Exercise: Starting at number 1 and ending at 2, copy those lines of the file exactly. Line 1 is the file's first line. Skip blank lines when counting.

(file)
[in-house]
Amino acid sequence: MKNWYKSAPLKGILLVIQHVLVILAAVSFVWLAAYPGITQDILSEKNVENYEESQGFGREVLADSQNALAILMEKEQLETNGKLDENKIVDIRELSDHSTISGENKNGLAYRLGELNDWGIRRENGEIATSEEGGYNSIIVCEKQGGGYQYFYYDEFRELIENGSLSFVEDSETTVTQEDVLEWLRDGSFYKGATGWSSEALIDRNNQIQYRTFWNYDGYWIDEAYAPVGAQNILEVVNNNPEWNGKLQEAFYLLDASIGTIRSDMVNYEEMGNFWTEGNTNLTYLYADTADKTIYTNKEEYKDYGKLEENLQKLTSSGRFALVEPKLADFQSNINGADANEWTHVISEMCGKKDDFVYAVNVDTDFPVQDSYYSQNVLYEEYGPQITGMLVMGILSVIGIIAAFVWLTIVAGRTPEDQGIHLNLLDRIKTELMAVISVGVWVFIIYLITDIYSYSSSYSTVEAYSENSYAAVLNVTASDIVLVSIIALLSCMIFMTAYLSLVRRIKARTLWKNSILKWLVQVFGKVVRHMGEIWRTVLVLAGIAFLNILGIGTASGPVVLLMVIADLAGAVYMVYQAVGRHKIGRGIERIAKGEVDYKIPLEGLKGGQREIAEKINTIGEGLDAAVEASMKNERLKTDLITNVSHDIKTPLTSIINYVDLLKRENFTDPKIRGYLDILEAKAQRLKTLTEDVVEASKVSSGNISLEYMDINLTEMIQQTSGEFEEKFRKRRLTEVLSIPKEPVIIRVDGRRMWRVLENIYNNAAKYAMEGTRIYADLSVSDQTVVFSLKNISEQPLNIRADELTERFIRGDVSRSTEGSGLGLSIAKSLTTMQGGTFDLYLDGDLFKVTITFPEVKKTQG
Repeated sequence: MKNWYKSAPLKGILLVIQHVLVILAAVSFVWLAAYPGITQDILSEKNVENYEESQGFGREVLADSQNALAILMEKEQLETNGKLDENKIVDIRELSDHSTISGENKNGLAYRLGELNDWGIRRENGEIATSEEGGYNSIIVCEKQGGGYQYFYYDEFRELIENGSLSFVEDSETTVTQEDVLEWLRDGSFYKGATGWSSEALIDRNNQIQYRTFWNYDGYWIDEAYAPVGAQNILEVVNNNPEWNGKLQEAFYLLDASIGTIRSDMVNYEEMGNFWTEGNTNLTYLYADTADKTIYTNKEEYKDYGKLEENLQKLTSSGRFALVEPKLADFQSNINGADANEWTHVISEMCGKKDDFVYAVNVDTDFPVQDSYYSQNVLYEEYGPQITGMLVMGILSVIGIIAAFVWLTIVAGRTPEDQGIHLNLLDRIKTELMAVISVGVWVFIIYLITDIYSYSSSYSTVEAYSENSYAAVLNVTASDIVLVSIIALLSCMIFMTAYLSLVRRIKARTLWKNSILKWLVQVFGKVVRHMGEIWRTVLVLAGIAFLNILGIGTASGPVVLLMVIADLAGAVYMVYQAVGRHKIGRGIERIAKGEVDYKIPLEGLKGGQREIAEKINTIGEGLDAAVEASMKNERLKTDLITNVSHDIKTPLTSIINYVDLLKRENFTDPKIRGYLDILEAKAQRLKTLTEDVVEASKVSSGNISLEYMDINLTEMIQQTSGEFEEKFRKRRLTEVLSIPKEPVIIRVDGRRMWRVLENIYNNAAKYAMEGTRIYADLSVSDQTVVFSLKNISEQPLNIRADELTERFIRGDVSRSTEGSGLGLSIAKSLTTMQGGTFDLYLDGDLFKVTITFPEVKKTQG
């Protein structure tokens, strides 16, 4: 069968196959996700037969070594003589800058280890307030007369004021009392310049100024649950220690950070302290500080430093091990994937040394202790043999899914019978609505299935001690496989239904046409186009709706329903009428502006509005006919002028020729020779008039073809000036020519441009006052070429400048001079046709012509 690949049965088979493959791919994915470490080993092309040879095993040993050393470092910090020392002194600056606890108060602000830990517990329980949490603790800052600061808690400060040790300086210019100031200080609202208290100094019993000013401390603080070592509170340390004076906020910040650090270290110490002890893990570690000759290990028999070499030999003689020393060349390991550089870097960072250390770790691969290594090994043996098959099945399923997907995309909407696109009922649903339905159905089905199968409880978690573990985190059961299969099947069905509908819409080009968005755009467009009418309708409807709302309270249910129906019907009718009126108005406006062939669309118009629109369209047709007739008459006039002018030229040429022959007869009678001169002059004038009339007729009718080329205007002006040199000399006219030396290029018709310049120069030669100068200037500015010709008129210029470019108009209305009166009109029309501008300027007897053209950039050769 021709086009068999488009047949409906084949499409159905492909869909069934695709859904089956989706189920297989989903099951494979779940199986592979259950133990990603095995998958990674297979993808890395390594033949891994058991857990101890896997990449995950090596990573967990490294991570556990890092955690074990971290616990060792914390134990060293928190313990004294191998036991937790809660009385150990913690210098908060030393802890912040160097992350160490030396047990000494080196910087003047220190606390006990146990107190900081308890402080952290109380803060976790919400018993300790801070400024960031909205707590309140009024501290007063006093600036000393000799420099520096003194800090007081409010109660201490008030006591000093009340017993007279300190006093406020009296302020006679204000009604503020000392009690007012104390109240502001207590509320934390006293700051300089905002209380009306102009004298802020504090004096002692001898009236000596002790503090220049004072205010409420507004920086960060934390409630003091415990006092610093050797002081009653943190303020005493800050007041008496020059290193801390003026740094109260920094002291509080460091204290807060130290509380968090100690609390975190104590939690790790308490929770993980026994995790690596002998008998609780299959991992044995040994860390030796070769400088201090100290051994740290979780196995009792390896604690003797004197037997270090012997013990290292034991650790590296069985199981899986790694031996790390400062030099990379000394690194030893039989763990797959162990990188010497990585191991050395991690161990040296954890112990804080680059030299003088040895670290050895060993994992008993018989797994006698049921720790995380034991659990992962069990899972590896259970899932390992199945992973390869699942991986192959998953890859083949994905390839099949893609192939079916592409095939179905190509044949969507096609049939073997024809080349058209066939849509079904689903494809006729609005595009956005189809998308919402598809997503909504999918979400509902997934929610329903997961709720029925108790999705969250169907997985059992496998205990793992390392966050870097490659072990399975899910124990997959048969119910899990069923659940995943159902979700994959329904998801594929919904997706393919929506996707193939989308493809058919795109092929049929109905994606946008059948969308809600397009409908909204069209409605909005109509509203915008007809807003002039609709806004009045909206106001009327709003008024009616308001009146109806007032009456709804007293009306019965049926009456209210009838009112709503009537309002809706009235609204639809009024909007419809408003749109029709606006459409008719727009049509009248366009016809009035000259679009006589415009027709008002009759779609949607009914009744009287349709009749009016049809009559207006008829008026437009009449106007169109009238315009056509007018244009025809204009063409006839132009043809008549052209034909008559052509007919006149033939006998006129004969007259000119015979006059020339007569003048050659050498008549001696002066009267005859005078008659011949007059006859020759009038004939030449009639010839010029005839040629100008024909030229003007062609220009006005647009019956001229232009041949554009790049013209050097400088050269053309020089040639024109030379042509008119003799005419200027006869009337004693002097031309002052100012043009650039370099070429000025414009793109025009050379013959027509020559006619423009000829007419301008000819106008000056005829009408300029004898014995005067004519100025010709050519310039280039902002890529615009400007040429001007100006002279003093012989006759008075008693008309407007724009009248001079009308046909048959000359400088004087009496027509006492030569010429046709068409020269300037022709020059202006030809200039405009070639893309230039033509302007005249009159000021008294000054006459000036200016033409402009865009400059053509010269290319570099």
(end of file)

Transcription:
[in-house]
Amino acid sequence: MKNWYKSAPLKGILLVIQHVLVILAAVSFVWLAAYPGITQDILSEKNVENYEESQGFGREVLADSQNALAILMEKEQLETNGKLDENKIVDIRELSDHSTISGENKNGLAYRLGELNDWGIRRENGEIATSEEGGYNSIIVCEKQGGGYQYFYYDEFRELIENGSLSFVEDSETTVTQEDVLEWLRDGSFYKGATGWSSEALIDRNNQIQYRTFWNYDGYWIDEAYAPVGAQNILEVVNNNPEWNGKLQEAFYLLDASIGTIRSDMVNYEEMGNFWTEGNTNLTYLYADTADKTIYTNKEEYKDYGKLEENLQKLTSSGRFALVEPKLADFQSNINGADANEWTHVISEMCGKKDDFVYAVNVDTDFPVQDSYYSQNVLYEEYGPQITGMLVMGILSVIGIIAAFVWLTIVAGRTPEDQGIHLNLLDRIKTELMAVISVGVWVFIIYLITDIYSYSSSYSTVEAYSENSYAAVLNVTASDIVLVSIIALLSCMIFMTAYLSLVRRIKARTLWKNSILKWLVQVFGKVVRHMGEIWRTVLVLAGIAFLNILGIGTASGPVVLLMVIADLAGAVYMVYQAVGRHKIGRGIERIAKGEVDYKIPLEGLKGGQREIAEKINTIGEGLDAAVEASMKNERLKTDLITNVSHDIKTPLTSIINYVDLLKRENFTDPKIRGYLDILEAKAQRLKTLTEDVVEASKVSSGNISLEYMDINLTEMIQQTSGEFEEKFRKRRLTEVLSIPKEPVIIRVDGRRMWRVLENIYNNAAKYAMEGTRIYADLSVSDQTVVFSLKNISEQPLNIRADELTERFIRGDVSRSTEGSGLGLSIAKSLTTMQGGTFDLYLDGDLFKVTITFPEVKKTQG